Kids love wearing speed suits. Getting that first one is a right of passage for junior racers. While the body-hugging spandex is more aerodynamic than pants and a puffy jacket, it’s definitely not as warm. Your child still needs to wear quality baselayers made from performance fabric that wicks moisture away from the skin and increases warmth; styles with stealthy padding are a plus and are allowed in all disciplines for the younger ages (teens need to wear speed-specific suits in Super G and Downhill). Many racers choose to wear insulated training shorts over their suits to keep those quads loose and limber as they await their turn at the top of the course. Others wear pants with long side zippers so they can quickly pull them off without having to take off their boots. An easy on/off ski coat is also a must. Bonus points if it has a dedicated media pocket so your kid can listen to a pumped-up playlist in the starting house.
Mouth guards, shin guards and arm guards … oh, my! Once your little alpine athlete is training in SL gates, all sorts of protection is needed. Boil-and-bite mouthpieces aren’t required, but some racers use them to cushion blows to the face from gates, minimizing the risk of lip injuries or broken teeth. They also reduce the effects of a concussion, should the racer fall. But don’t make breathing too difficult by getting them a big boxing-style mouth guard. For shin guards, junior sizes typically fit skiers up to 5’5” tall and are made from hard plastic to protect the shin and knee bones from high-speed gate hits in slalom (shin guards are not allowed in other race events). Look for styles with velcro straps to hold them in place over their race suit. Race gloves are another essential safety accessory. The knuckles and wrists should have extra padding and reinforcements to prevent bruises or broken bones as the racer bashes through gates. Most racers prefer heavily armored mittens over gloves, since the rest of their body is only insulated by a thin speed suit, toasty-warm hands are a luxury that are almost always worth the slight loss of dexterity that comes from using mittens instead of gloves. Back protectors and forearm guards are usually not required, but are recommended. Forearm guards are used mostly for GS.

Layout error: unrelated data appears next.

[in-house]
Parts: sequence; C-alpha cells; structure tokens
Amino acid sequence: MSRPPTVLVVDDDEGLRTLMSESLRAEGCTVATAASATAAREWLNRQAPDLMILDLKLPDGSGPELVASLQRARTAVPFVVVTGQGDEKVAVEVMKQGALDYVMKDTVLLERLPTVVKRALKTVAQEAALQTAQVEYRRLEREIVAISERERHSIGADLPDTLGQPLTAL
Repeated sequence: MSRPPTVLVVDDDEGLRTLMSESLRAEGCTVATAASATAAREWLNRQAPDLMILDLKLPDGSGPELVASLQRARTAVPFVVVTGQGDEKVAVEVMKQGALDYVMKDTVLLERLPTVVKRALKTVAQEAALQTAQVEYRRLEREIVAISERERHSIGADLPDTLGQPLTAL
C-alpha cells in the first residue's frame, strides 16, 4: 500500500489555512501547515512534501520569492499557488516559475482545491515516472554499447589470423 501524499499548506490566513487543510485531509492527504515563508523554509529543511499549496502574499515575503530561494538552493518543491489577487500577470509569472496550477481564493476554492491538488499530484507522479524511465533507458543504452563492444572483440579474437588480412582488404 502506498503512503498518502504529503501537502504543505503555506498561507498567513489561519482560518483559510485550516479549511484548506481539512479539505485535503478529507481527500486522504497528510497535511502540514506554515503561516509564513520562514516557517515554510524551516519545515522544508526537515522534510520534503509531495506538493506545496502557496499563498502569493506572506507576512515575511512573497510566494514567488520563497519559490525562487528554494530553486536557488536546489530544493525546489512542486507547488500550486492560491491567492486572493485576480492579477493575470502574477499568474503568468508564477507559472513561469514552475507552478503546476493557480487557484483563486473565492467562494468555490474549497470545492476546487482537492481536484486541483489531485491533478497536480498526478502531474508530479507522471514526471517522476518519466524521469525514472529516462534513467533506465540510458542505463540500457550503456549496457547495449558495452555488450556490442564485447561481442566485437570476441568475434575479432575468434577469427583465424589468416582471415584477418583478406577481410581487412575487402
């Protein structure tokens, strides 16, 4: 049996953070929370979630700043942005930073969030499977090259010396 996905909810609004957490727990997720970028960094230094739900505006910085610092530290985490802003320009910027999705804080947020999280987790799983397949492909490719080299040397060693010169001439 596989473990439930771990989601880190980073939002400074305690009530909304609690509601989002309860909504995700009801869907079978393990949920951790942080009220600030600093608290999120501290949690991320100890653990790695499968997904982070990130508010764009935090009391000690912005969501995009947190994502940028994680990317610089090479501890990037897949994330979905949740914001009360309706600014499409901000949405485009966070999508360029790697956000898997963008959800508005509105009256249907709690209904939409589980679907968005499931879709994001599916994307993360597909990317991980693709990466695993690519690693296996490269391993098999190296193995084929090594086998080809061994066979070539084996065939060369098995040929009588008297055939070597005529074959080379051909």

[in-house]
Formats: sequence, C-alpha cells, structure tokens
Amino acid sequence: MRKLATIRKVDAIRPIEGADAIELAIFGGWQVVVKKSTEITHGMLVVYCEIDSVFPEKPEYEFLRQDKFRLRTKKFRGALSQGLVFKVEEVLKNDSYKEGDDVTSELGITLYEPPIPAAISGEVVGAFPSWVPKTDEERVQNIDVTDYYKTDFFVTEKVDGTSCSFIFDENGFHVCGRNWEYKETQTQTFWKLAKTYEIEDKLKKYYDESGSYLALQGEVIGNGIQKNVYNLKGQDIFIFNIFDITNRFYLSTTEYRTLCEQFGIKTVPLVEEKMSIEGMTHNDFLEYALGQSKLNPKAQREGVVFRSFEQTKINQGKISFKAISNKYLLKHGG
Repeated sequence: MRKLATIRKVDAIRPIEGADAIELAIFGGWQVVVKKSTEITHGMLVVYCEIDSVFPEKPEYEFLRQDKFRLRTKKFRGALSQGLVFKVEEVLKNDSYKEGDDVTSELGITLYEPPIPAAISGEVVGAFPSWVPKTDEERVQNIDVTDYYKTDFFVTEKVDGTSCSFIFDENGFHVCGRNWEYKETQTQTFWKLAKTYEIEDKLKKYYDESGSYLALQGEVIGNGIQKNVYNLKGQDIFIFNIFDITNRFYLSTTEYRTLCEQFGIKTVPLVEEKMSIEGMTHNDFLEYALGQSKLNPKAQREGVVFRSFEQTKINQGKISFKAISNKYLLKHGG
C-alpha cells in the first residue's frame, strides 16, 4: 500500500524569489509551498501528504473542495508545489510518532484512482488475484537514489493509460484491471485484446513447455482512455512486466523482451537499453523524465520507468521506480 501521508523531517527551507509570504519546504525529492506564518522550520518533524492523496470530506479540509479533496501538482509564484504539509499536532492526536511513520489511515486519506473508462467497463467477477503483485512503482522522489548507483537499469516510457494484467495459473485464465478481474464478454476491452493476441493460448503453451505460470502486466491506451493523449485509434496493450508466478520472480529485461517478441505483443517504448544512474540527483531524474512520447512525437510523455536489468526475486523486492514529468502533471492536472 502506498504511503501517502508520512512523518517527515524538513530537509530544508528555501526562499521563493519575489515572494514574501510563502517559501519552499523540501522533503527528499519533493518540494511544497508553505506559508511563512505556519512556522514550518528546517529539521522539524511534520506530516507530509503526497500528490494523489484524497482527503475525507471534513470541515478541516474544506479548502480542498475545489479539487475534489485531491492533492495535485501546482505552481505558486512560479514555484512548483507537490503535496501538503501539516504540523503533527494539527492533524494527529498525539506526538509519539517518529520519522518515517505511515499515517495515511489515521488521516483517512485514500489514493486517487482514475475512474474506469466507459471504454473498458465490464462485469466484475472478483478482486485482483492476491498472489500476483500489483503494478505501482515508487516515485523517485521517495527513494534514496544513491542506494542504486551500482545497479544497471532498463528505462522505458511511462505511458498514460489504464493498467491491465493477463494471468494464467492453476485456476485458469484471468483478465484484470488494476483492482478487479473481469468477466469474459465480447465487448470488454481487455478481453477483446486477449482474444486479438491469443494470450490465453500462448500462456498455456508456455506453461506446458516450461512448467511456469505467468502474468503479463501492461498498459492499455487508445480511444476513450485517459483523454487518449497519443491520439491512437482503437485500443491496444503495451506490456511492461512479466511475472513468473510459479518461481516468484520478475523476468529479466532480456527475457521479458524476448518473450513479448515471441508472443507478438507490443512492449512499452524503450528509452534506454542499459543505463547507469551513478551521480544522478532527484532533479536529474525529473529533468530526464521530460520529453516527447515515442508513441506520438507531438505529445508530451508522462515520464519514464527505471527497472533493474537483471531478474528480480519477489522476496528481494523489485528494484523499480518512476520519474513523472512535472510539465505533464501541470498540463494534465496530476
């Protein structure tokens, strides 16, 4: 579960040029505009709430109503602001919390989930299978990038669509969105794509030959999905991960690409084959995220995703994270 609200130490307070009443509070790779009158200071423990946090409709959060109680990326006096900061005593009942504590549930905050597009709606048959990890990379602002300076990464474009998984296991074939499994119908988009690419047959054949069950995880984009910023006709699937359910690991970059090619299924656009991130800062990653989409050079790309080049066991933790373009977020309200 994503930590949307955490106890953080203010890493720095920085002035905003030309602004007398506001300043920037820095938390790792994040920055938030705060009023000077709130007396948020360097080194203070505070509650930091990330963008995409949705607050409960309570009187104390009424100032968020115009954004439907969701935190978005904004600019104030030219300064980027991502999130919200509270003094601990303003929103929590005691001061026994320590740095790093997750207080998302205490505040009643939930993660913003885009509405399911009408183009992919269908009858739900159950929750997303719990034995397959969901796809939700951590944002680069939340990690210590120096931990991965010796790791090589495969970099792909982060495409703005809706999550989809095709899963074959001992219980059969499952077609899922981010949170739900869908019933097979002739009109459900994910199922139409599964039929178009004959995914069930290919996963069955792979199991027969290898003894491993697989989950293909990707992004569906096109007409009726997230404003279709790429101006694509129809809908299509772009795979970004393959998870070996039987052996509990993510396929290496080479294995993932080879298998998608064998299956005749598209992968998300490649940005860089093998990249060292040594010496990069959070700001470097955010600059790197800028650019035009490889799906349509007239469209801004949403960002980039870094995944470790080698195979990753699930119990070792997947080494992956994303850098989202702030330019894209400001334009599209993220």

A single pair of sturdy, straight poles is usually all an entry-age racer needs. But many kids want a pair of those cool, curvy GS poles so they can feel aerodynamic when tucking. Shop for styles made from aluminum or carbon for the best strength-to-weight ratio possible. Around the age of 12, slalom guards should be added to the poles to protect hands while cross blocking. Many racers at this level have two pairs of poles: one with guards and one without. Slalom poles should be straight, and sized just like all-mountain poles.
Junior race ski boots need to have the best possible fit to optimize performance. If at all possible, we recommend going to a legit racing bootfitter, who can also build a custom footbed for them too. Many bootfitters have a grow-with-me program, where your tike can turn in their boots whenever they need to go up in size, and you get a sizable credit towards the next one they need. There is some overlap in the adult and junior sizes, but junior styles are narrower and have a shorter cuff to give younger, shorter racers more control over their skis and a better range of motion. Boots should have a flex rating between 60-90 so your racer can get his or her skis on edge. Don’t be tempted to get something a bit too stiff, because then they sit in the backseat unable to flex it out the way they need to when trying to carve. If getting to the front of their skis is difficult, you may also want to consider a heel lift.
Find the balance between price and performance when shopping for ski equipment, and the fun falls into place. Racing is a great way for children to develop as athletes, make lasting friendships, learn to ski over the entire mountain with the right technique and enjoy their time on the slopes MUCH more. Get ready to cheer and make some noise at the finish line. More cowbell!!